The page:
2. Rank Your Debt by Interest Rate

Make a list of all your debt with amounts and the interest rate. The highest interest rate should be at the top as this is what you’ll pay off first.

Paying off your high interest debt is the key to the Stack Method.

Interest is a powerful weapon, and right now the bank or other financial institutions are using it against you. Interest significantly increases the amount you need to pay back, and often we’re completely unaware of how much that is.

For example, if you have a $10,000 credit card debt at 20% interest where you pay a minimum payment of $200 a month, you will end up taking 9 years and 8 months to pay off the actual amount of $21,680 including $11,680 in interest!

3. Lower Your Interest Rates

You can often lower your credit card interest rates by doing a balance transfer. This means moving your credit card to another bank, where they will lower the interest rate to get your business[2].

Shop around and try to get the lowest interest rate for the longest duration (preferably until it’s paid off completely). Just make sure you’re reading the terms and conditions carefully so you don’t get stung by the new bank in other ways.

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Once you’ve done this, you can order your list of debt again if interest rates have shifted.

4. Create a Strategic Spending Plan

This is where we improve your financial control from Step 1. Take a piece of paper and write down your income after tax and all the expenses that you have. This will include the minimum payments on all your debt.

Look at your expenses, and then rank them in order of importance to you. Look at the items on the bottom of your list and decide whether you’d rather have them or be financially stable. The objective is to create a spending  plan where your expenses are lower than your income.

You also decide how much you are willing to spend on each area of your life. You can allocate amounts for rent, groceries, eating out, buying clothes, and other activities. However, realize that once you’ve spent your allocated money, there’s no dipping into other areas[3].

It also helps to have a “Fun Account” that you can spend on what you like, and an “Emergencies Account” in case your car breaks down or other unfortunate incidents come up.

You also want to include the extra amount you’re going to use to pay off debt in your spending plan.

Can you afford $20 a week? $50? $100? $200 or more? It’s important that you get a realistic number that you can commit to each week without fail, and this is your Stack Repayment.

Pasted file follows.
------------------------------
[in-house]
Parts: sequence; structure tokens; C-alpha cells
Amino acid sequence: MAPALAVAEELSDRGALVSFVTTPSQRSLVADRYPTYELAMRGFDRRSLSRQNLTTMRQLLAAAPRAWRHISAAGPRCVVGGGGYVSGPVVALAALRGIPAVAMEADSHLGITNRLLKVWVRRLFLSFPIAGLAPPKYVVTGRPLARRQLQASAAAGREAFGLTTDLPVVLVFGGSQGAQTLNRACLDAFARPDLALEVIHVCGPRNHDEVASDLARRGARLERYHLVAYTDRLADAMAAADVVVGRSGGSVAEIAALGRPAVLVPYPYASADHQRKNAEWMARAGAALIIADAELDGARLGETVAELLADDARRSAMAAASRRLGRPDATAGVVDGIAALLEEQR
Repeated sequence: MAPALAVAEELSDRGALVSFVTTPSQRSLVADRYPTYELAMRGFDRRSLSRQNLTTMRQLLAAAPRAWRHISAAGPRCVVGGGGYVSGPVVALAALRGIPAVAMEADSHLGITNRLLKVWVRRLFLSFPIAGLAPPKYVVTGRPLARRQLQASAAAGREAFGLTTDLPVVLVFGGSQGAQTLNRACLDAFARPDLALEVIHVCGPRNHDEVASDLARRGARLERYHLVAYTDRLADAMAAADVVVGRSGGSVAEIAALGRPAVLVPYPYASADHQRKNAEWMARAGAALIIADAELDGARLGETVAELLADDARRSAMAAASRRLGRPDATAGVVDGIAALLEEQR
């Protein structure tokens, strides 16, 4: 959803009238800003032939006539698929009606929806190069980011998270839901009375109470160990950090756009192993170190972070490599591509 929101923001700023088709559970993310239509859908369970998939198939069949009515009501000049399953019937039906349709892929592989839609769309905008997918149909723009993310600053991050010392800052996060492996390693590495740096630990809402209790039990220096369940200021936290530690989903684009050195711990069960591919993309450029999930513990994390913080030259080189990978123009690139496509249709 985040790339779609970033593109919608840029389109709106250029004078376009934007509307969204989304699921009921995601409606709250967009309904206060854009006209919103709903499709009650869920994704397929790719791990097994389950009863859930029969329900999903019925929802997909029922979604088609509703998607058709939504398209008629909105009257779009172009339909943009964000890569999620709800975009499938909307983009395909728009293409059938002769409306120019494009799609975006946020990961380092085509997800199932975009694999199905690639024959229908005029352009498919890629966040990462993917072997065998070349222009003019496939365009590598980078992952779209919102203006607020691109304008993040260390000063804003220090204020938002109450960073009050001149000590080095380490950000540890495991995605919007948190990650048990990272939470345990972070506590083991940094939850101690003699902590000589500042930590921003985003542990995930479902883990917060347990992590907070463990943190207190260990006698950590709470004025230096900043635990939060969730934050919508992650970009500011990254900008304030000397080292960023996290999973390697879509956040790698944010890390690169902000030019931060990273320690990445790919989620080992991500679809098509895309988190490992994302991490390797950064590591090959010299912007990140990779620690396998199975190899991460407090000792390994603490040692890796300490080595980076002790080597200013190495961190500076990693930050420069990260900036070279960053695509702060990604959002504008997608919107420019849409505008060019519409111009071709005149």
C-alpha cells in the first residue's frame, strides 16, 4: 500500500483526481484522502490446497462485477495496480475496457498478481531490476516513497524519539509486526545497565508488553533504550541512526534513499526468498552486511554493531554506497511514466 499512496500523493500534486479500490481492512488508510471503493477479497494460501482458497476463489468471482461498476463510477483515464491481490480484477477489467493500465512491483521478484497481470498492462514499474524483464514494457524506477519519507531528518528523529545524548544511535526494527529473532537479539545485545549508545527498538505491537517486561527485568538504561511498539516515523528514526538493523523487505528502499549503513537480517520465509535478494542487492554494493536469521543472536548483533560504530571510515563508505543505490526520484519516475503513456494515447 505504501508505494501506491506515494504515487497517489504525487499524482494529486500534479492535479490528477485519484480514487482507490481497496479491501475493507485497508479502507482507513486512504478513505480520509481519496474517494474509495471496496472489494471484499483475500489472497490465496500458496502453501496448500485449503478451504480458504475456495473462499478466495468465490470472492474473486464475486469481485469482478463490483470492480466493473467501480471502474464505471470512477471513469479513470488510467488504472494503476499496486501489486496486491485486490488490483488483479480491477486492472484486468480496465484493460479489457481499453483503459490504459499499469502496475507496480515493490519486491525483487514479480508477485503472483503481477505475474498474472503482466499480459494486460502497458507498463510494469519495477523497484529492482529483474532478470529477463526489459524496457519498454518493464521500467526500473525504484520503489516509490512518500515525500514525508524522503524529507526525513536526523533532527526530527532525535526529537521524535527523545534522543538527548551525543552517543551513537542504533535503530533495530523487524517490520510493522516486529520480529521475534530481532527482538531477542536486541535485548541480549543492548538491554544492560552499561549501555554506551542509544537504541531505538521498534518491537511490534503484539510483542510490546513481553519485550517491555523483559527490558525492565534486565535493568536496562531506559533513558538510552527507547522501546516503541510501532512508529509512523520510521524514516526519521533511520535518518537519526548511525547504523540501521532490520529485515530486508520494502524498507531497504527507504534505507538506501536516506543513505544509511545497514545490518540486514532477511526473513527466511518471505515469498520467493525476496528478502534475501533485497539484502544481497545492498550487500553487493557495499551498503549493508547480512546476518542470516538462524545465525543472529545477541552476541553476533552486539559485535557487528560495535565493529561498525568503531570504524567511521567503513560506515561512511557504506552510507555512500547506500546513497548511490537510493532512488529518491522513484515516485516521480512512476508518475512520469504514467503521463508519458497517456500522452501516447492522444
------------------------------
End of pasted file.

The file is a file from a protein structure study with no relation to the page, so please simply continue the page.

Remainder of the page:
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5. Create a Payment Schedule

The first part of the Stack Method is to cover the minimum payment on every single debt you have. Any time you miss a payment, you incur fees, and these add up quickly. This also includes making the minimum payment on the debt with the highest interest rate.

Then for the debt with the highest interest rate (your Target Debt), you’re going to add the Stack Repayment from your strategic spending plan. You apply this Stack Repayment and the minimum payment until that debt is paid off in full.

As your official minimum payment decreases, you add that extra amount to your Stack Repayment. So, as your minimum repayment drops, your Stack Repayment increases equally. This will compound how fast you pay off the Target Debt by adding even more to the payments you’re making.

6. Reward Your Progress

You want to track your Target Debt so you can see your progress along the way. You can also decide on milestones that you’re going to celebrate and reward yourself for.

A reward doesn’t have to cost money, but if it does then it comes from your previously allocated spending plan.

This is an important step as it will keep your motivation going when you feel your willpower fading.

Just like you’ve trained yourself to brush your teeth and shower, you can train yourself to manage your money. Feel great that you’re now entering the 10-20% of people who are actually responsible with money.

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7. Compound Your Results

Once you pay off your Target Debt, have a huge celebration and congratulate yourself. Then, you move the Stack Repayment (which includes the previous minimum payment now) to the next debt with the highest interest rate.

This becomes the new Target Debt, and you are using your Stack Repayment amount plus the minimum payment for the new debt.

This is why the Stack Method is so powerful. As you decrease a debt, you actually increase your Stack Repayment amount. This means the second debt will get paid off even faster, the third even faster than that, and so on and so on until you are completely debt free.

8. Be Kind to Yourself

During this process, your resolve is going to be tested multiple times. Maybe you’ll have an emergency like your car breaking down or the need to travel for a sick relative. The important thing is to not throw up your hands in despair and slipping back into your old habits.

Life will test your commitment to your new responsible money attitude, and it’s up to you how you respond. When things go wrong (and I guarantee they will), you need to shrug it off and get back on track.

Show compassion when you accidentally go over your target spending amount and decide to do better next week.

The Bottom Line

The Stack Method is a powerful tool, but it’s up to you whether you use it effectively. If you really want results, then bookmark this article immediately and start working through the steps.

It’s only by the decision you make right now that you will enjoy a debt-free future and live a financially responsible life.

More Tips on How to Pay off Debt Fast

Featured photo credit: NeONBRAND via unsplash.com